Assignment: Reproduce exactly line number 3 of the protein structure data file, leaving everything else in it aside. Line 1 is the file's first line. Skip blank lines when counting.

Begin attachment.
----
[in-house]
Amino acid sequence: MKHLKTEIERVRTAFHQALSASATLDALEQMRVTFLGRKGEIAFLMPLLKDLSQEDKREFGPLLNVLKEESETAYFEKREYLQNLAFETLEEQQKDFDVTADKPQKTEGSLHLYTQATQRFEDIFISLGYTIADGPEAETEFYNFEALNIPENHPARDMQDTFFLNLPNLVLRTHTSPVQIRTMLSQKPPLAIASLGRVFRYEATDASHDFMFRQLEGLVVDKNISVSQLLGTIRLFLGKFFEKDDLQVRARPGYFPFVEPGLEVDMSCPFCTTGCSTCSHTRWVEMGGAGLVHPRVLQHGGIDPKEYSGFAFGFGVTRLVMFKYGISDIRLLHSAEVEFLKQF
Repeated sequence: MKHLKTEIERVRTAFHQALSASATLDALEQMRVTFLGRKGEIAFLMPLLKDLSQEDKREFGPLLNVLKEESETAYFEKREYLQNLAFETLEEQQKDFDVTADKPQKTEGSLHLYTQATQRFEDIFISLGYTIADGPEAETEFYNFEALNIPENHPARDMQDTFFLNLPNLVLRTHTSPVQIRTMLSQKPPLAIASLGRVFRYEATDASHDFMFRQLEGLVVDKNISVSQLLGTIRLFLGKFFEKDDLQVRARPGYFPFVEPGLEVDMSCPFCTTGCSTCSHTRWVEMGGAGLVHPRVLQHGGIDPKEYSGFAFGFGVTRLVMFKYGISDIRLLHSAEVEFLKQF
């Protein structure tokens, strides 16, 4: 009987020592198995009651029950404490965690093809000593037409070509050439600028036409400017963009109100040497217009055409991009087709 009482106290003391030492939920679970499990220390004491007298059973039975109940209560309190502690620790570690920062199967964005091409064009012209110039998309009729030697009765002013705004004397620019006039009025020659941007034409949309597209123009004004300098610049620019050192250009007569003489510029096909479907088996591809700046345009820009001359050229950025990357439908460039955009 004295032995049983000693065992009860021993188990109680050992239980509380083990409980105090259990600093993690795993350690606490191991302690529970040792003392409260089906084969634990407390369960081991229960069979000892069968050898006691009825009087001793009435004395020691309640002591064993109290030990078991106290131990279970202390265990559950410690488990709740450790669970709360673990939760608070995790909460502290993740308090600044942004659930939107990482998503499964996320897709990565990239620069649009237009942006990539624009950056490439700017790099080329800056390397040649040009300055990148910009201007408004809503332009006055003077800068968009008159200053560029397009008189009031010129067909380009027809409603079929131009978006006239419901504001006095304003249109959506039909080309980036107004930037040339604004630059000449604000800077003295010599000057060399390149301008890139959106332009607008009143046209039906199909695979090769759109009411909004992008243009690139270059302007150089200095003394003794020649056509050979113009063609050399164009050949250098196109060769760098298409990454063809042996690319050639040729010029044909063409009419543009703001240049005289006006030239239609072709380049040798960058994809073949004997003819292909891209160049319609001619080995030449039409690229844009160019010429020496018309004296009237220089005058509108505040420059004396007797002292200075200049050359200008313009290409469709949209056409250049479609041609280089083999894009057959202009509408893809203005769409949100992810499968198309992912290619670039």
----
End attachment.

Repeated sequence: MKHLKTEIERVRTAFHQALSASATLDALEQMRVTFLGRKGEIAFLMPLLKDLSQEDKREFGPLLNVLKEESETAYFEKREYLQNLAFETLEEQQKDFDVTADKPQKTEGSLHLYTQATQRFEDIFISLGYTIADGPEAETEFYNFEALNIPENHPARDMQDTFFLNLPNLVLRTHTSPVQIRTMLSQKPPLAIASLGRVFRYEATDASHDFMFRQLEGLVVDKNISVSQLLGTIRLFLGKFFEKDDLQVRARPGYFPFVEPGLEVDMSCPFCTTGCSTCSHTRWVEMGGAGLVHPRVLQHGGIDPKEYSGFAFGFGVTRLVMFKYGISDIRLLHSAEVEFLKQF